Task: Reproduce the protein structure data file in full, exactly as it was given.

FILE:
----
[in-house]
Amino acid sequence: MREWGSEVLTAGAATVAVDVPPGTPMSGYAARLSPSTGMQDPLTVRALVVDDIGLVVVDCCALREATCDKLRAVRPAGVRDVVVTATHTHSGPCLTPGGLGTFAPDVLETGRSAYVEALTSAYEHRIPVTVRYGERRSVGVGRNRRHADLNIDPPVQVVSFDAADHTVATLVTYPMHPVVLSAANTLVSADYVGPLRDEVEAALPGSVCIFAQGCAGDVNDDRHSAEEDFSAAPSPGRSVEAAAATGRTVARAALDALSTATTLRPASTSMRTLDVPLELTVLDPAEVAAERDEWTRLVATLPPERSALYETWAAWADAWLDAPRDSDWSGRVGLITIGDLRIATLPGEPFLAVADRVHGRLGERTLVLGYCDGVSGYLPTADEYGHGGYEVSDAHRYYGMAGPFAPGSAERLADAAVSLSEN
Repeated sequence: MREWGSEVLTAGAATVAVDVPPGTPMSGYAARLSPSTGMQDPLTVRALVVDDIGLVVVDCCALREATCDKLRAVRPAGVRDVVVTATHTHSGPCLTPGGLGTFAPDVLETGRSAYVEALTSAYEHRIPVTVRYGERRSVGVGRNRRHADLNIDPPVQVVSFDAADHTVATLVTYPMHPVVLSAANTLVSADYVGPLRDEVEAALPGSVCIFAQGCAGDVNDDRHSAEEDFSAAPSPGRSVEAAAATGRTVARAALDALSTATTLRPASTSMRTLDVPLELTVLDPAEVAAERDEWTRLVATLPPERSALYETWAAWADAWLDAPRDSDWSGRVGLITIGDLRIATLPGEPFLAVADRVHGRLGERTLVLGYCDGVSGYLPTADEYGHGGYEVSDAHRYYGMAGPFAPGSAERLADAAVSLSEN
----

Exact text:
[in-house]
Amino acid sequence: MREWGSEVLTAGAATVAVDVPPGTPMSGYAARLSPSTGMQDPLTVRALVVDDIGLVVVDCCALREATCDKLRAVRPAGVRDVVVTATHTHSGPCLTPGGLGTFAPDVLETGRSAYVEALTSAYEHRIPVTVRYGERRSVGVGRNRRHADLNIDPPVQVVSFDAADHTVATLVTYPMHPVVLSAANTLVSADYVGPLRDEVEAALPGSVCIFAQGCAGDVNDDRHSAEEDFSAAPSPGRSVEAAAATGRTVARAALDALSTATTLRPASTSMRTLDVPLELTVLDPAEVAAERDEWTRLVATLPPERSALYETWAAWADAWLDAPRDSDWSGRVGLITIGDLRIATLPGEPFLAVADRVHGRLGERTLVLGYCDGVSGYLPTADEYGHGGYEVSDAHRYYGMAGPFAPGSAERLADAAVSLSEN
Repeated sequence: MREWGSEVLTAGAATVAVDVPPGTPMSGYAARLSPSTGMQDPLTVRALVVDDIGLVVVDCCALREATCDKLRAVRPAGVRDVVVTATHTHSGPCLTPGGLGTFAPDVLETGRSAYVEALTSAYEHRIPVTVRYGERRSVGVGRNRRHADLNIDPPVQVVSFDAADHTVATLVTYPMHPVVLSAANTLVSADYVGPLRDEVEAALPGSVCIFAQGCAGDVNDDRHSAEEDFSAAPSPGRSVEAAAATGRTVARAALDALSTATTLRPASTSMRTLDVPLELTVLDPAEVAAERDEWTRLVATLPPERSALYETWAAWADAWLDAPRDSDWSGRVGLITIGDLRIATLPGEPFLAVADRVHGRLGERTLVLGYCDGVSGYLPTADEYGHGGYEVSDAHRYYGMAGPFAPGSAERLADAAVSLSEN